Flood defences need to be overhauled to deal with the impact of climate change, experts and politicians have warned.
Some residents may have to wait months for house repairs
The Environment Agency wants a 25-year plan aimed at coping with the kind of flooding seen in England in late June.
Lib Dem environment spokesman Chris Huhne said the Midlands and Yorkshire were "largely unprepared" for an "almost monsoon" level of rainfall.
Ministers have met local councils to discuss how to spend the £14m relief package announced by PM Gordon Brown.
In the House of Commons, Communities Secretary Hazel Blears hailed the "brave men and women" of the emergency services who had assisted in the relief effort.
She said: "What communities have told me is that they want to get back to normal as quickly as possible."
The floods hit 31,200 homes and 7,000 businesses, said Ms Blears, mainly in the Midlands and northern England.
Her Conservative shadow, Eric Pickles, called for a review of the way cash assistance is provided to councils faced with emergency spending.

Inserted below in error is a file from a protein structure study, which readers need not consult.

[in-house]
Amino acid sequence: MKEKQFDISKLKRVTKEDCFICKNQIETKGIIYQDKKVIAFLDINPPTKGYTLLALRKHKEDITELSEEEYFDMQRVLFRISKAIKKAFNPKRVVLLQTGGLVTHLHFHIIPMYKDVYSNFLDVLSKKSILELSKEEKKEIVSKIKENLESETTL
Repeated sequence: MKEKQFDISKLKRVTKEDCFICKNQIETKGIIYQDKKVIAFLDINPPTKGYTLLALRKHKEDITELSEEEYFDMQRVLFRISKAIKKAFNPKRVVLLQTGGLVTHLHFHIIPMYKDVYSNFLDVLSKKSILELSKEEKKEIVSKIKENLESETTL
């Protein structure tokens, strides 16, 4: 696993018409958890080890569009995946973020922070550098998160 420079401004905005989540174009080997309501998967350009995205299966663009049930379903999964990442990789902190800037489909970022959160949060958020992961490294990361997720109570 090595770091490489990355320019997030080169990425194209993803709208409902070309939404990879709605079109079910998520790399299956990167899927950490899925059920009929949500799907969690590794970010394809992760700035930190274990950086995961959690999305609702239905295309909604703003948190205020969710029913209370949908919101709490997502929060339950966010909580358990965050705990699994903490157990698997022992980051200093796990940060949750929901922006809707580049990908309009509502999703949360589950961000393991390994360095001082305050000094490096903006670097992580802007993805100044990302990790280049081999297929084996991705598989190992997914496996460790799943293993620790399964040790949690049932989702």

Meanwhile, forecasters are predicting more showers over the next few days for parts of Yorkshire - although more flooding is not expected.
About 500 Environment Agency staff are still monitoring water levels in the worst-affected areas, near Doncaster and Hull.
Environment Agency chief Barbara Young said such flooding events - where torrential rain causes a deluge of surface water - were likely to become more frequent.
She said planning needed to take climate change into account and that piecemeal planning must be avoided.
"As an agency, we've got to improve the standard of protection we've got for many properties.
"But local authorities, water companies and the developers need to have a co-ordinated process for 25-year planning for surface water flooding."
Mr Huhne, who has visited the worst-affected areas of Hull, said the weather was causing a "new type of flooding".
"In the past we've been prepared for floods from rivers overflowing and floods from coastal and tidal surges," he said.
"This was an enormous amount of rain - four inches of rain in one day - almost monsoon quality. The drainage system simply couldn't cope."
He called on the privatised water companies to play a bigger part in assessing the risk of flooding.
Last week, Mr Brown announced the relief package, saying the £14m would help get people "back on their feet as quickly as possible".
The insurance industry estimates that claims will total £1.5bn.
Many homeowners are facing a wait of months before their houses are habitable.